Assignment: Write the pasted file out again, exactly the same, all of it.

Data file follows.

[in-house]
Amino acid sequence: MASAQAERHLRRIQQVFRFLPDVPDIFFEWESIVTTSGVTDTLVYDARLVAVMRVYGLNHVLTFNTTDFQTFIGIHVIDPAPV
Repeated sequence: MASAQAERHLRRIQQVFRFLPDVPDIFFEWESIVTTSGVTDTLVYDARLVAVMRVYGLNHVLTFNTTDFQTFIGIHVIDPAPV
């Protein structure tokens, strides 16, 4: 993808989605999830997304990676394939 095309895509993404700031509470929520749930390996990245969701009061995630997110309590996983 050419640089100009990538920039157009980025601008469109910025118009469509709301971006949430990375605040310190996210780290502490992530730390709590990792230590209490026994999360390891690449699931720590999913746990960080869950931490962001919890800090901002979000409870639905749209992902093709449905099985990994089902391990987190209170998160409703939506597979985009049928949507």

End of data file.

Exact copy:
[in-house]
Amino acid sequence: MASAQAERHLRRIQQVFRFLPDVPDIFFEWESIVTTSGVTDTLVYDARLVAVMRVYGLNHVLTFNTTDFQTFIGIHVIDPAPV
Repeated sequence: MASAQAERHLRRIQQVFRFLPDVPDIFFEWESIVTTSGVTDTLVYDARLVAVMRVYGLNHVLTFNTTDFQTFIGIHVIDPAPV
């Protein structure tokens, strides 16, 4: 993808989605999830997304990676394939 095309895509993404700031509470929520749930390996990245969701009061995630997110309590996983 050419640089100009990538920039157009980025601008469109910025118009469509709301971006949430990375605040310190996210780290502490992530730390709590990792230590209490026994999360390891690449699931720590999913746990960080869950931490962001919890800090901002979000409870639905749209992902093709449905099985990994089902391990987190209170998160409703939506597979985009049928949507």